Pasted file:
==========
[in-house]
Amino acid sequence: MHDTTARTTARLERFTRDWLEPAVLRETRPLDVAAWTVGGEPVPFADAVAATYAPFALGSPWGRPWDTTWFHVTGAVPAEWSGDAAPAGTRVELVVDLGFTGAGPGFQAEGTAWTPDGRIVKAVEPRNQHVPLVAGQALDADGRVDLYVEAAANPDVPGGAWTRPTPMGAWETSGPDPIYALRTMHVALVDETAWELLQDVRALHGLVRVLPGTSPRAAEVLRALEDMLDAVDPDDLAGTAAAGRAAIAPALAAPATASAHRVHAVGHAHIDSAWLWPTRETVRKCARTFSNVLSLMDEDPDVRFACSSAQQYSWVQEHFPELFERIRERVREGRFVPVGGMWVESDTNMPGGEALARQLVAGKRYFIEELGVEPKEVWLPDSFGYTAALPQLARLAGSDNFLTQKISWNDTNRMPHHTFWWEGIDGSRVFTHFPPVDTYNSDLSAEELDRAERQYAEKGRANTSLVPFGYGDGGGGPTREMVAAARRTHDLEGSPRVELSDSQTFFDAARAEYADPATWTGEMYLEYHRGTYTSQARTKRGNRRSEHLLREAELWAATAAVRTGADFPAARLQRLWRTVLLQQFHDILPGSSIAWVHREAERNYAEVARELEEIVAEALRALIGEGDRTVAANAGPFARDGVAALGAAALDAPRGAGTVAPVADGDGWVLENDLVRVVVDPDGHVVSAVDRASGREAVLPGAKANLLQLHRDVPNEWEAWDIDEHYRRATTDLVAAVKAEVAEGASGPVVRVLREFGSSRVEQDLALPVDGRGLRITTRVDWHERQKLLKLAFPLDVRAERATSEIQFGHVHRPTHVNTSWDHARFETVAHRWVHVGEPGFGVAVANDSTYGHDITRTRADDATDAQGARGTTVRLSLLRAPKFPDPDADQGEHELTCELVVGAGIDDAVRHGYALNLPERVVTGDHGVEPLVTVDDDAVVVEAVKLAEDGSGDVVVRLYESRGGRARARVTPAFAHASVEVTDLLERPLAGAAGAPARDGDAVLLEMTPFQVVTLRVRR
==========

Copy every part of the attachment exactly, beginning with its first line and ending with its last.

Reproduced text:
[in-house]
Amino acid sequence: MHDTTARTTARLERFTRDWLEPAVLRETRPLDVAAWTVGGEPVPFADAVAATYAPFALGSPWGRPWDTTWFHVTGAVPAEWSGDAAPAGTRVELVVDLGFTGAGPGFQAEGTAWTPDGRIVKAVEPRNQHVPLVAGQALDADGRVDLYVEAAANPDVPGGAWTRPTPMGAWETSGPDPIYALRTMHVALVDETAWELLQDVRALHGLVRVLPGTSPRAAEVLRALEDMLDAVDPDDLAGTAAAGRAAIAPALAAPATASAHRVHAVGHAHIDSAWLWPTRETVRKCARTFSNVLSLMDEDPDVRFACSSAQQYSWVQEHFPELFERIRERVREGRFVPVGGMWVESDTNMPGGEALARQLVAGKRYFIEELGVEPKEVWLPDSFGYTAALPQLARLAGSDNFLTQKISWNDTNRMPHHTFWWEGIDGSRVFTHFPPVDTYNSDLSAEELDRAERQYAEKGRANTSLVPFGYGDGGGGPTREMVAAARRTHDLEGSPRVELSDSQTFFDAARAEYADPATWTGEMYLEYHRGTYTSQARTKRGNRRSEHLLREAELWAATAAVRTGADFPAARLQRLWRTVLLQQFHDILPGSSIAWVHREAERNYAEVARELEEIVAEALRALIGEGDRTVAANAGPFARDGVAALGAAALDAPRGAGTVAPVADGDGWVLENDLVRVVVDPDGHVVSAVDRASGREAVLPGAKANLLQLHRDVPNEWEAWDIDEHYRRATTDLVAAVKAEVAEGASGPVVRVLREFGSSRVEQDLALPVDGRGLRITTRVDWHERQKLLKLAFPLDVRAERATSEIQFGHVHRPTHVNTSWDHARFETVAHRWVHVGEPGFGVAVANDSTYGHDITRTRADDATDAQGARGTTVRLSLLRAPKFPDPDADQGEHELTCELVVGAGIDDAVRHGYALNLPERVVTGDHGVEPLVTVDDDAVVVEAVKLAEDGSGDVVVRLYESRGGRARARVTPAFAHASVEVTDLLERPLAGAAGAPARDGDAVLLEMTPFQVVTLRVRR